Jeff may wonder why I didn’t include this in my recent post series on Craig, or in my review of the debate (which I saw live). The answer is that the issue was tangential to Craig and Harris’ main arguments, and doesn’t register with me as in any way unusual for Craig.

The other thing I want to say more about is Craig’s many misrepresentations of Stephen Law, who he debated in 2011. Here’s the transcript of that debate, Craig’s post-debate remarks, and Law’s blog reply to Craig’s post-debate remarks. I’m going to go back and forth between those sources here. From Law’s opening speech in the debate:

Notice that this evil god hypothesis is as well supported by, say, Professor Craig’s cosmological and fine tuning arguments. (Sorry, he didn’t run the fine-tuning argument today, it was just the three)… Professor Craig’s cosmological argument, as his belief in his good God hypothesis, that argument failed to provide us with any clue at all as to our creator’s moral character.

From Craig’s post debate comments:

In the debate, Law made the remarkable claim that the cosmological and teleological arguments are not even part of a cumulative case for theism!

Law’s blog reply:

No that is simply not true. I said they make equally as cumulative a case for an evil god. As Craig actually just admitted above. So the challenge I put to Craig is to explain why, if belief in an evil god is absurd, notwithstanding the cosmological and teleological arguments, belief in a good god is not similarly absurd. That is the evil god challenge.

From Craig’s first debate rebuttal:

I think Dr. Law’s mistake is that he thinks that the theist arrives at the doctrine of God’s goodness by an inductive survey of the world’s events. And that’s simply incorrect.

From Law’s first debate rebuttal:

First of all, Professor Craig seemed to be suggesting that I think Christians think God is good because, you know, they draw that conclusion on the basis of what they see of the world around them… That’s certainly not why I think Christians believe that God is good, not at all! So that, that was just an attack on a straw man. It’s not my position, very obviously.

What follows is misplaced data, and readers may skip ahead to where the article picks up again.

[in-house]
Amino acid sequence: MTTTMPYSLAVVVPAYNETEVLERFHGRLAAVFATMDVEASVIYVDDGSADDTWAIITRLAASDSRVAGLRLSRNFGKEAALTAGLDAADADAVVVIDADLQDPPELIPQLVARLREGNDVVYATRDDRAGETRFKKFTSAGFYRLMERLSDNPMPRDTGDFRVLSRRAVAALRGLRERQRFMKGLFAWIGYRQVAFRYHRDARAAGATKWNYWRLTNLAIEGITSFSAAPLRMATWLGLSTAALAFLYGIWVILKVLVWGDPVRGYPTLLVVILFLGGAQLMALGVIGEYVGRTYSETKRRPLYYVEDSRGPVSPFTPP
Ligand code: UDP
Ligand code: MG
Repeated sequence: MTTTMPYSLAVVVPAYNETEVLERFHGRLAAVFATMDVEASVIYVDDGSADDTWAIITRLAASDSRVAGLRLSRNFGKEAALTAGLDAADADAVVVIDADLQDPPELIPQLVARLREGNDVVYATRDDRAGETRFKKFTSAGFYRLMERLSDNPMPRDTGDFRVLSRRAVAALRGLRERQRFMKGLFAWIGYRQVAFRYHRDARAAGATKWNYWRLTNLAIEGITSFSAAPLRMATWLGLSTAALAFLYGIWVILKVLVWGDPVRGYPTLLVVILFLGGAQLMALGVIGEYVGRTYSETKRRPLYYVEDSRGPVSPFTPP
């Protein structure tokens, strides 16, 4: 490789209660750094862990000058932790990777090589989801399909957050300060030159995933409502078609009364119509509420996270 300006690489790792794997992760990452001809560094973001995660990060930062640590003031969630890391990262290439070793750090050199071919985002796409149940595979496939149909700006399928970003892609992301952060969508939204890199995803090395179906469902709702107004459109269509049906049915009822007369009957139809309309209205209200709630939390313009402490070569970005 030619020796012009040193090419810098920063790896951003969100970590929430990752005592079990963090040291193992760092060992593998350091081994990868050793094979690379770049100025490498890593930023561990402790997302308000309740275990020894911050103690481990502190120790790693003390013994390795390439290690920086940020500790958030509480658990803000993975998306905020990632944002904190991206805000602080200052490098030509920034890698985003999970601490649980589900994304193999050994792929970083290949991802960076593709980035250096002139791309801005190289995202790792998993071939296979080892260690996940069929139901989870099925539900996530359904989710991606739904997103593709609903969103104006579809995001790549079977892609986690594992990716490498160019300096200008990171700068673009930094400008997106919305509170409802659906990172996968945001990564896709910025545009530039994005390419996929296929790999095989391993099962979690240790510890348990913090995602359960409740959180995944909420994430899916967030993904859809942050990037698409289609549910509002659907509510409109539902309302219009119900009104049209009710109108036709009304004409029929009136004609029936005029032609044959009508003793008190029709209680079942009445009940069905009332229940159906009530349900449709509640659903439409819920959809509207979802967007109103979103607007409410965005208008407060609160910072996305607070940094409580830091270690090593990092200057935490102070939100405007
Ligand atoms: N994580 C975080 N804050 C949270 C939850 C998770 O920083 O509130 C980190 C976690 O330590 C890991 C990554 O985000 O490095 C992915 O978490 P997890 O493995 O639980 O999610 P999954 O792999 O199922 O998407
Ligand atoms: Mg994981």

From Craig’s post-debate comments:

Law mistakenly seems to think that the theist arrives at the conclusion that the Creator/Designer is good by an inductive survey of the world’s events.

Law’s blog reply:

No. I don’t do that. I explained why in my first rebuttal. Craig is simply choosing to ignore what I said and continuing to attack a straw man.

In Law’s blog reply, Law also explains how Craig misrepresented Law’s response to Craig’s moral argument. But I feel a bit petty documenting all of these in detail. I think they’re tangential to the biggest problems with Craig’s arguments. The main thing documenting these kind of misrepresentations does is give people a warning not to trust Craig in the future.

And I think such warnings are important to give, but the question is, how many examples do I use when giving them? More than a couple, certainly, they only really become damning when you get enough of them to realize we should expect more of them in the future, and to make it very unlikely that they’re accidental.

Yet the other horn of the dilemma I face writing about Craig is that this post, for example, is already over 1,500 words, and it’s on a topic I’m tired of and at least some of my readers are sick of.  The reason I wrote my post series on Craig was not because I find him that interesting, but because I hoped I could get out the definitive version of what I have to say about him, and then stop talking about it. Obviously I failed at that, but I haven’t given up on trying not to bore my readers too much.

And obviously, I’ve read and listened to a lot of Craig’s stuff, but I’ve reached the point where I actually avoid reading and listening to any more of it, in large part because of the high probability that I’ll just encounter yet another misrepresentation of his opponents. Which will leave me feeling pissed off without me learning anything I didn’t already know about Craig.

When I saw Craig’s debate with Sam Harris more than a year ago, I wasn’t terribly surprised by Craig’s misrepresentations of Harris. And every time I encounter another misrepresentation, I get less and less surprised.

And again, the number and predictability of these misrepresentations makes it hard for me to believe they’re accidental. Because of those things, I’m convinced the misrepresentations are intentional–in other words, lies.

P.S. – To show that I haven’t searched through many different interactions between Craig and his opponents to find a few mistakes by Craig, look at this list of debate transcripts. I’ve here covered Craig’s interactions with three Craig’s opponents in the four most recently transcribed debates.

The fourth opponent from those debates was Lawrence Krauss. You can read Krauss’ comments on his debate with Craig here. Krauss also accuses Craig of lying, though in cases of mathematical and cosmological issues in which Craig is not an expert, the plausibility of the hypothesis that Craig is sincerely mistaken is much higher.

  • Gvlgeologist, FCD

    So the defense of Craig is that he’s incompetent?

    Makes me feel much better.

    He’s still wrong, even to his defenders.

  • anteprepro

    Krauss also accuses Craig of lying, though in cases of mathematical and cosmological issues in which Craig is not an expert, the plausibility of the hypothesis that Craig is sincerely mistaken is much higher.